Julien Bismuth
September 19 - October 31, 2015
Opening reception: Saturday, September 19, 6-9 PM
Performance: Saturday, September 12, 5 PM


The title of the show is Steganograms. It's a nice segueway from the title of my last show at Emanuel's, which was Stenograms. Steganography is the art of encrypting a text into an image. Stenography is another name for shorthand. I encountered the word steganography while researching stenography on the web, and I coined the word steganogram from it. Even search engines can lead you down garden paths. 

And these are the works for the show:

1. The Steganograms:

Each work consists of an image that has been encrypted with a text by means of digital steganography. The texts are encrypted into the images using software designed by my cousin Vincent Bismuth. His program allows me to make the encryption more or less visible, by altering more or less of the data of the image. Altering the data alters the colors of the pixels of the image. And that's really what I like most about the whole thing. Coloring an image with a text, transcoding a text as shifts in color of the mosaic pieces of an image. 

Along with the encrypted image, both a copy of the text and a print of the original unaltered photograph will also be exhibited, so that all elements of the work are on display. The encrypted image will be shown on a vertical surface, like a wall, and the text and original photograph will be shown on a horizontal surface, in this case a vitrine. We're making framed prints of all the encrypted images, but I'm also open to printing them in other sizes and on other surfaces.

2. Untitled (Fill):

This is the work that I will perform on September 12th. I will write a text in front of an audience, while simultaneously filming and projecting an image of the piece of paper on which I'm writing. The work aims to produce an image of writing. It shows a text building up to its conclusion, which comes about when I reach the end of the page.

3. Titular works:

These pieces consist of a title. The title sometimes dictates or describes something outside of itself. So, for example, one of them is just the verb "replace," and the way you install is by replacing something in the gallery (a broken light bulb for instance) with something else (a new bulb). Another consists of two words separated by a comma: "place, displace." That's a descriptive rather than a prescriptive work. It describes the movement of things being placed and displaced in the gallery. Yet another is just a punctuation mark, a colon, that gets replicated somewhere else in the gallery as a set of two contiguous holes. One of the titles is just a phrase I overheard on the street in New York. And there will also be a series of dimensions that will be installed in the space as gaps or vacancies on its walls. I keep wanting to fill these vacancies with something else: a title, a reference, an allusion. But I think I'll try and leave them vacant for as long as I can.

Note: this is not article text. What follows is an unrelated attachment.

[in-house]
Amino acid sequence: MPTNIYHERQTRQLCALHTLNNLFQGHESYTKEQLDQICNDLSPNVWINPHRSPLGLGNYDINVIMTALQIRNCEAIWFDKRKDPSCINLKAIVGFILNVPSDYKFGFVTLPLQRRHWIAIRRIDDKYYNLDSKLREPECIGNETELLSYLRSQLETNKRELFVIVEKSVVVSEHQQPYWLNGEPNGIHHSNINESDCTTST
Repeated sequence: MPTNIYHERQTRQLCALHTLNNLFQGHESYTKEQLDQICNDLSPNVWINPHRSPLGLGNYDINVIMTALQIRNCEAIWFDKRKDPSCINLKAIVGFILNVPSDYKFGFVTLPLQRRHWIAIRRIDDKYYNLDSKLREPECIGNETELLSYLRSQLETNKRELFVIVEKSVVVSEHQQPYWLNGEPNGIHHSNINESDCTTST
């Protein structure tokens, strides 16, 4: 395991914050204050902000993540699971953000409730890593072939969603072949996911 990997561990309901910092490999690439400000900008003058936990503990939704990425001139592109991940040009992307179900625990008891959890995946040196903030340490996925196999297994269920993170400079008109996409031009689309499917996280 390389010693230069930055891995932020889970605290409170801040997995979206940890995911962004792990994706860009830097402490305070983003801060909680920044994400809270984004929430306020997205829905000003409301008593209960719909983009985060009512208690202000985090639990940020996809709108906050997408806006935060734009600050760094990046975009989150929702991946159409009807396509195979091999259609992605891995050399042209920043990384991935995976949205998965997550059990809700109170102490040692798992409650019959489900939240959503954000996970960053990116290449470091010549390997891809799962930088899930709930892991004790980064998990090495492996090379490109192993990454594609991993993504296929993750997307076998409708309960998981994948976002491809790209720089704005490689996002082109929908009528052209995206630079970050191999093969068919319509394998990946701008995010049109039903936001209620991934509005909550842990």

4. Gödel:

What else? There's a video I want to include of Cheryl and John Dawson, who compiled and edited the complete works of Kurt Gödel. They're shown translating a section from one of Gödel's philosophical notebooks, which he wrote in shorthand. It's a passage about time, and the process of translating it takes a little over 13 minutes. They lose track of the text as they're deciphering it, and so they have to work back to the beginning, start again... time is thus both the topic and the protagonist of the video. I'll include excerpts from my correspondence with the Dawsons that provide a nice introduction to the passage in question, and to Gödel's notebooks as a whole. I became interested in Gödel after reading about the philosophical fragments contained in his private notebooks. Gödel was obsessed with trying to determine the aspects of human thought that could not be replicated by an algorithm, in other words with formulating a reply or response to Turing's machine, without which I could not have made any of the works in the exhibition, at least not in the same way.

5. Helena Valero:

And maybe some collages as well. And also a sound piece, a recording of a woman singing. I titled the work after her. If you look her up, and read the book that tells her life story, you will understand the significance of her voice, her singing voice.

So that's about it.

The show circles around images, words, and numbers. How we communicate differently in all three mediums, especially now that almost everything can be reduced to a line of numerical code. There's a lot more to be said about all of this, but I don't want this text to be too long, so I'll end it here.

-Julien Bismuth



Oct 16 2015pdflink
Review: Julien Bismuth tinkers with the DNA of his images at The Box

Los Angeles Times

by Sharon Mizota